Analysis by Jamshed Baruah
GENEVA (IDN) – The United Nations General Assembly has tasked an Open Ended Working Group (OEWG) to create a blueprint for constructing a world free of nuclear weapons. The Group’s two sessions – February 22-26 and May 2-13 – failed to agree on a draft plan. But the final three-day session in August was slated to negotiate a final report with recommendations for the United Nations General Assembly.
The report would be justified in stating – as Beatrice Fihn, Executive Director of the International Campaign to Abolish Nuclear Weapons (ICAN) told the OEWG on May 13 – that “a majority of the world’s governments are ready and want to start negotiations of a new legally binding instrument to prohibit nuclear weapons”. And this even without the participation of the nuclear weapon states. [P06] ARABIC | BAHASA | ITALIAN | JAPANESE TEXT VERSION PDF | MALAY | NORWEGIAN | SPANISH | THAI
Analysis by Jamshed Baruah
GENEVA (IDN) - The powerful message of a joint statement by diverse faith groups, calling for abolition of nuclear weapons, has been strongly backed by UN Secretary-General Ban Ki-moon’s reaction to President Barack Obama’s decision to visit Hiroshima on May 27.
Obama would be the first sitting U.S. President to visit the Japanese city during the G-7 economic summit that was annihilated by the first ever atomic bomb, dropped by the United States on August 6, 1945. It was followed by the second bomb that devastated Nagasaki three days later, killing a total of more than 200,000 people.
Ban “very much welcomes” Obama’s decision to visit Hiroshima, UN Spokesman Stephane Dujarric said. “For the secretary-general, one of the enduring lessons of Hiroshima is the need to abolish nuclear weapons once and for all,” he added. [P05] JAPANESE TEXT VERSION PDF | NORWEGIAN
Analysis by Ravi Kanth Devarakonda
GENEVA (IDN) - As the global community grapples with the increasing threat of nuclear weapons falling into the hands of terrorists, the nuclear weapon states – the United States, Russia, China, France, and Britain, Israel, India, Pakistan, and North Korea – have turned a deaf ear to the ongoing multilateral nuclear disarmament negotiations in Geneva for preparing recommendations to ensure a world without the dreadful nuclear warheads.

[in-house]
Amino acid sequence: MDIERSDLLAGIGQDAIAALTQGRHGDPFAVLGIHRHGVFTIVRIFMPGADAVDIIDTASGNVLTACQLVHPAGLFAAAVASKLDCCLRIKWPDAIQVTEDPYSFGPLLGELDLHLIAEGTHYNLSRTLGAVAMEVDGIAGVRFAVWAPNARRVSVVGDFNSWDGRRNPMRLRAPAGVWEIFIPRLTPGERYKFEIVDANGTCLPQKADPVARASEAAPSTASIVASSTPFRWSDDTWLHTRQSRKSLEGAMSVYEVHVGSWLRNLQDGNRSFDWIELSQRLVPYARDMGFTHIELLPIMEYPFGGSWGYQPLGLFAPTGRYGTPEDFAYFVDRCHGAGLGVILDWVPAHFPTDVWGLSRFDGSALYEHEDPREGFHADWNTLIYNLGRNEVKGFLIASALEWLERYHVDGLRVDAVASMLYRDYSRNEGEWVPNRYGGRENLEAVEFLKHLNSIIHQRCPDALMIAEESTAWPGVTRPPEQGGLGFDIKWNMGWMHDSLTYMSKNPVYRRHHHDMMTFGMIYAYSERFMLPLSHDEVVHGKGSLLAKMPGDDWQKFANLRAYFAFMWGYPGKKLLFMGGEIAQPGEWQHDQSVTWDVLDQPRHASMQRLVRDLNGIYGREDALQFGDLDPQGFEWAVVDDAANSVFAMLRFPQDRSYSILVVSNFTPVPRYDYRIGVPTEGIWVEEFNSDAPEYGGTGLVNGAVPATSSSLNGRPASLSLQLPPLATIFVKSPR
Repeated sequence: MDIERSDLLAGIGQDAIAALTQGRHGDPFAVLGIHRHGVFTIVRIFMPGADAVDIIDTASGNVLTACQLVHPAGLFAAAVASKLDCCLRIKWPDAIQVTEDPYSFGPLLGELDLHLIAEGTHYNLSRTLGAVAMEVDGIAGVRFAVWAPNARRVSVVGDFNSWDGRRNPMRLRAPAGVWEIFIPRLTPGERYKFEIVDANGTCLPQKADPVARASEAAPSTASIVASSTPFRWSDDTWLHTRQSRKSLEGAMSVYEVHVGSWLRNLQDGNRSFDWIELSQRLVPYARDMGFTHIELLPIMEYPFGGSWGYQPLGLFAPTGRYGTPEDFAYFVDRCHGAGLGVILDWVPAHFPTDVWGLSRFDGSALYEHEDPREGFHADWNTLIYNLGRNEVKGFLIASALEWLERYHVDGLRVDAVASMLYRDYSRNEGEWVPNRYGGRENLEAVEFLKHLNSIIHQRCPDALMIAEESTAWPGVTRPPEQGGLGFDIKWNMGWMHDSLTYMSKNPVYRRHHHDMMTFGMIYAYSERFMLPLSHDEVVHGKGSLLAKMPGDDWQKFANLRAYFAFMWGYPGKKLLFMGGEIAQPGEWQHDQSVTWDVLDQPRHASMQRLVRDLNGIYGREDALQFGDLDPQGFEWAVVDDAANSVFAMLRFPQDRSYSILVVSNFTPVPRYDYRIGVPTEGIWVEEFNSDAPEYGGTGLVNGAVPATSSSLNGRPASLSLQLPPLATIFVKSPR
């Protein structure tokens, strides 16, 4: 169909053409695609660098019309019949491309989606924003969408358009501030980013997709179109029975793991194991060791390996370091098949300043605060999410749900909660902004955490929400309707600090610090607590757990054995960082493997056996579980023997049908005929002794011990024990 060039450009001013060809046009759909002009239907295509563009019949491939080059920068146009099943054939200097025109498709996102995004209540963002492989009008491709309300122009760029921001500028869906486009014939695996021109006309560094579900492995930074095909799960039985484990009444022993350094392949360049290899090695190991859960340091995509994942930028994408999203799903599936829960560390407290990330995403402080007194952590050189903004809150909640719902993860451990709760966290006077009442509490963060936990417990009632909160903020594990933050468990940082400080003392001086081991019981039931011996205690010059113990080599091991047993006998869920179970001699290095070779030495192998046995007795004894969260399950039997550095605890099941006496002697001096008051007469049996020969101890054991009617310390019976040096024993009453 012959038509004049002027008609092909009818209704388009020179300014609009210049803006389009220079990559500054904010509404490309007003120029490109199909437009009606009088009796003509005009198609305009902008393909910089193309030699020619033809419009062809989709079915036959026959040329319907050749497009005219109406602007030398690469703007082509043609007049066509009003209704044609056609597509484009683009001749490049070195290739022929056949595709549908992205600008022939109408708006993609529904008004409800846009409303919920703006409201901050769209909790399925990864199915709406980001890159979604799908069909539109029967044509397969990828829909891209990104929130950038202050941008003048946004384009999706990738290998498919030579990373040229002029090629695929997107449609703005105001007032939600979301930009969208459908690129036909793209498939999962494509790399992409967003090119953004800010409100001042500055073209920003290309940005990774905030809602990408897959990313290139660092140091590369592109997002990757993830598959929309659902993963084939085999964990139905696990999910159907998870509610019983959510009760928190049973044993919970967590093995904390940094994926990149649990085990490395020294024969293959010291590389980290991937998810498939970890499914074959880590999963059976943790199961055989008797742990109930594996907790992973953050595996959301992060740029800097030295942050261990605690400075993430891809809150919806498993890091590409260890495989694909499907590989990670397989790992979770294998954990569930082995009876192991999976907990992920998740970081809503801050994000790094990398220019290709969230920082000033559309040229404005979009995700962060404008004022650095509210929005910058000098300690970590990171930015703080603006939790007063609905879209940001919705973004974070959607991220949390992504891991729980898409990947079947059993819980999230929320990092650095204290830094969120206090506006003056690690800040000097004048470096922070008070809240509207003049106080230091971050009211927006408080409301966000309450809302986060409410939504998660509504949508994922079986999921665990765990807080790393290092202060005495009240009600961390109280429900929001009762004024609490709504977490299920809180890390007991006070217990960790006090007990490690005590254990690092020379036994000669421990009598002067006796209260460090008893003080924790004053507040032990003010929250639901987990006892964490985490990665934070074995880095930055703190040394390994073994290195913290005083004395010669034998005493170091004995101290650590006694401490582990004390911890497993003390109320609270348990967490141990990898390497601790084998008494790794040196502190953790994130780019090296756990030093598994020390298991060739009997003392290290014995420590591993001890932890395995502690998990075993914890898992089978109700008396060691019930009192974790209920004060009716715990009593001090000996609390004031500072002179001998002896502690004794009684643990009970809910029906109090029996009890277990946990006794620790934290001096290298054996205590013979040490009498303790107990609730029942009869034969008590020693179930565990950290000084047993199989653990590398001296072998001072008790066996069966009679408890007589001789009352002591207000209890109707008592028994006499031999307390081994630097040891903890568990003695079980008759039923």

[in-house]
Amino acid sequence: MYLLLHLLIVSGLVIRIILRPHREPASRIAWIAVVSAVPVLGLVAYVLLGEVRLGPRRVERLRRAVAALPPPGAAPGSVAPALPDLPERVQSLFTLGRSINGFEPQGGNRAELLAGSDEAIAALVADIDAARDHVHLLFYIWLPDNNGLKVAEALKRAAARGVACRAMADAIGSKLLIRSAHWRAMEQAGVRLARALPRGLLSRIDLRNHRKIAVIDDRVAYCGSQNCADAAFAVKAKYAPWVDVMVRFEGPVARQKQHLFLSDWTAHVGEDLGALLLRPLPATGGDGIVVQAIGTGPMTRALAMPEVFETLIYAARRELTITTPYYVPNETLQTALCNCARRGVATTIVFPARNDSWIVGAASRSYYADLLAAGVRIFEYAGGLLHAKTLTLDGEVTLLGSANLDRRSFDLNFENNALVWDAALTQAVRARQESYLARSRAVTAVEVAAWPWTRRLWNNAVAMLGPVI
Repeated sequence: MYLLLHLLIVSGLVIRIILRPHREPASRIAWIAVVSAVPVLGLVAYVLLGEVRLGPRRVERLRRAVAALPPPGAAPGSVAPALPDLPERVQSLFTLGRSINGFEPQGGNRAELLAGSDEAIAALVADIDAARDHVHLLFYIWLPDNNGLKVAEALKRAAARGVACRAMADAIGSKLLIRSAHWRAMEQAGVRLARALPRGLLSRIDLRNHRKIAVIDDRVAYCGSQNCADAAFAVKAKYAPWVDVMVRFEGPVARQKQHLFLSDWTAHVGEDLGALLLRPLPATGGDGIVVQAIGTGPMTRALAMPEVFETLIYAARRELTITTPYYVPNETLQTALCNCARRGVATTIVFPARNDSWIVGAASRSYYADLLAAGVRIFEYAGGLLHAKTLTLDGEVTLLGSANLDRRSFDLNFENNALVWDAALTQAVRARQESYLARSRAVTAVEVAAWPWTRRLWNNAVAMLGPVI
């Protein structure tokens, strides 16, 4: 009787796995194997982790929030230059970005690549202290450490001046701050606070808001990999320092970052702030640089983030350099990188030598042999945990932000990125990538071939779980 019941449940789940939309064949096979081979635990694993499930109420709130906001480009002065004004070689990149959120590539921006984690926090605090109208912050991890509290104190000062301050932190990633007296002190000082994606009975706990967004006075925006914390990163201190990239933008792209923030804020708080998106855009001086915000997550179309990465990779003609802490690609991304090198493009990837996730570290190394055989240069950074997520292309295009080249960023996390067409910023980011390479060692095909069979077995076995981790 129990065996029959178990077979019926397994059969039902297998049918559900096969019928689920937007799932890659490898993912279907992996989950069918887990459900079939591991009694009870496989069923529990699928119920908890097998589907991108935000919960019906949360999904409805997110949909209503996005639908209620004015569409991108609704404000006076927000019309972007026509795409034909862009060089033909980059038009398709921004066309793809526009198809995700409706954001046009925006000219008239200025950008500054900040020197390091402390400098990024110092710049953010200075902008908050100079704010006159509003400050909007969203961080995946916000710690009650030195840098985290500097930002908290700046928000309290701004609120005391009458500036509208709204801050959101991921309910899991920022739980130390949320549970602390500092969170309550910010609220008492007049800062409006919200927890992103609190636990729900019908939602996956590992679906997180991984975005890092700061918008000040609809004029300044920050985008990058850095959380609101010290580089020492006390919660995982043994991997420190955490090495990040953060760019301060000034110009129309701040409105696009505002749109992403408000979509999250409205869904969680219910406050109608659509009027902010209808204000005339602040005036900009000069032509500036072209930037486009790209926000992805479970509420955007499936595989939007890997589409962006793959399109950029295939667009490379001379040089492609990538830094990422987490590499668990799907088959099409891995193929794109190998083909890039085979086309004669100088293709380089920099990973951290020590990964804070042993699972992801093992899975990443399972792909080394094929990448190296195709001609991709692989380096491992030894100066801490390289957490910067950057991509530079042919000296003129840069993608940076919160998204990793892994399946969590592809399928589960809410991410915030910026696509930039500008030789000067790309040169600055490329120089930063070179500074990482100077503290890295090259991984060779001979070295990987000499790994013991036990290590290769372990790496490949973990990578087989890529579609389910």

In order to intensify efforts to achieve a treaty banning nuclear weapons, the International Campaign to Abolish Nuclear Weapons (ICAN) brought together in Geneva some 130 campaigners, including faith organizations. The meeting was held ahead of the second session of the United Nations Open-ended Working Group (OEWG) for nuclear disarmament from May 2-13. The first session was held in Geneva from February 22-26. [P04] JAPANESE TEXT PDF | NORWEGIAN |
Analysis by Rodney Reynolds
HIROSHIMA (IDN) - When the Foreign Ministers of G7 countries -- Canada, France, Germany, Italy, Japan, UK and the United States – adopted the ‘Hiroshima Declaration’ at the end of a two-day meeting on April 11, they failed to make any concrete commitments for the total elimination of nuclear weapons worldwide. [P03] JAPANESE TEXT VERSION PDF
Analysis by Ramesh Jaura
UNITED NATIONS (IDN) - Before the UN Disarmament Commission started the second week of its session at the United Nations headquarters in New York, a joint statement issued in Hiroshima by the Japan NGO Network for Nuclear Weapons Abolition and the Hiroshima Alliance for Nuclear Weapons Abolition (HANWA) declared: “The prospect for a nuclear-free world is not bright.” [P02] JAPANESE TEXT VERSION PDF | KOREAN TEXT VERSION PDF
Analysis by Jayantha Dhanapala*
KANDY, Sri Lanka (IDN) - In the practice of general medicine a placebo is defined as a medicine or a procedure prescribed for the psychological benefit for the patient – to humour or placate rather than for any physiological or therapeutic effect. U.S. President Barack Obama’s rhetoric in Prague in April 2009 gave the world a tantalizing vision of a nuclear weapon free world: “The existence of thousands of nuclear weapons is the most dangerous legacy of the Cold War …. I state clearly and with conviction America's commitment to seek the peace and security of a world without nuclear weapons.” [P01] CHINESE TEXT VERSION PDF | JAPANESE TEXT VERSION PDF | NORWEGIAN